Rapid correction of chronic hyponatremia may lead to osmotic demyelination syndrome (ODS) and devastating neurologic sequelae.1 The rate of rise in plasma sodium concentration (PNa) in patients with chronic hyponatremia should be <8 mmol/L per d2 and even lower in patients at higher risk for ODS: Those with alcoholism, cirrhosis, malnutrition, or hypokalemia.3
The pathophysiology of ODS is poorly understood. The brain loses organic osmolytes rapidly to adapt to hyponatremia but reclaims them slowly in response to its correction.4 A rapid increase in PNa shrinks cerebral vascular endothelial cells, which opens the blood-brain barrier, allowing lymphocytes, complement, and cytokines to enter the brain, damage oligodendrocytes, and cause demyelination.5 Microglial activation seems to contribute to this process.6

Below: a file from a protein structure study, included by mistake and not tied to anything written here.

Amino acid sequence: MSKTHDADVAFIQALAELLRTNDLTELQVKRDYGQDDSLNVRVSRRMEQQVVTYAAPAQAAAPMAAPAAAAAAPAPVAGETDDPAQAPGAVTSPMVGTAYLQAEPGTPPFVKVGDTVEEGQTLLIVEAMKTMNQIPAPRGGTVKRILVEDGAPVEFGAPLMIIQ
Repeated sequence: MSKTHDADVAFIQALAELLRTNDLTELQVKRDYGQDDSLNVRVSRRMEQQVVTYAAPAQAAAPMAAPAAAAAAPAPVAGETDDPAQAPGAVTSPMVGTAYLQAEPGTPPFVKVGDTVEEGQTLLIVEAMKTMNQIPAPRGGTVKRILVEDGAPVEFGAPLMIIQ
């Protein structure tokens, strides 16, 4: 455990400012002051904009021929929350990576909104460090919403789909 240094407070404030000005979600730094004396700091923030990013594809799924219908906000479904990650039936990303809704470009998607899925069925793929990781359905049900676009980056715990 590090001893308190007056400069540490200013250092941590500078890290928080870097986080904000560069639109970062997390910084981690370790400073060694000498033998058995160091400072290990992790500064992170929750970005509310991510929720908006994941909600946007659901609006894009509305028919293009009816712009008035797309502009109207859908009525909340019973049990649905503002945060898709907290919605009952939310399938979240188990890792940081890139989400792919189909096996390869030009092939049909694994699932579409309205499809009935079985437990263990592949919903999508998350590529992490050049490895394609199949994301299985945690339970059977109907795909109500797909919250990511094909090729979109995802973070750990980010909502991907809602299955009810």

Minocycline, a tetracycline derivative, has been shown to have protective effects in experimental models of central nervous system injury, including demyelinating damage.7 In this issue of JASN, two studies examine the role of minocycline in prevention of ODS caused by rapid correction of chronic hyponatremia in rats.8,9 Data are mostly from experiments in which minocycline was started at the time of or several hours before correction of hyponatremia. In the study by Gankam et al.,9 a large dose of minocycline was used. The administration of minocycline is associated with a marked reduction in the incidence and severity of neurologic symptoms; nevertheless, 48% of these rats died.9 Notwithstanding, minocycline-treated rats had much better survival in the study by Suzuki et al.8 Although the administration of minocycline is associated with less activation of microglia and diminished release of inflammatory cytokines, rats still develop some demyelinating brain lesions. Gankam et al.9 also studied a group of rats in which minocycline was started 18 hours after rapid correction of hyponatremia; six of 13 rats died. In a recent study by the same group, in which hyponatremia was re-induced after rapid correction of chronic hyponatremia, only one of 16 rats died.10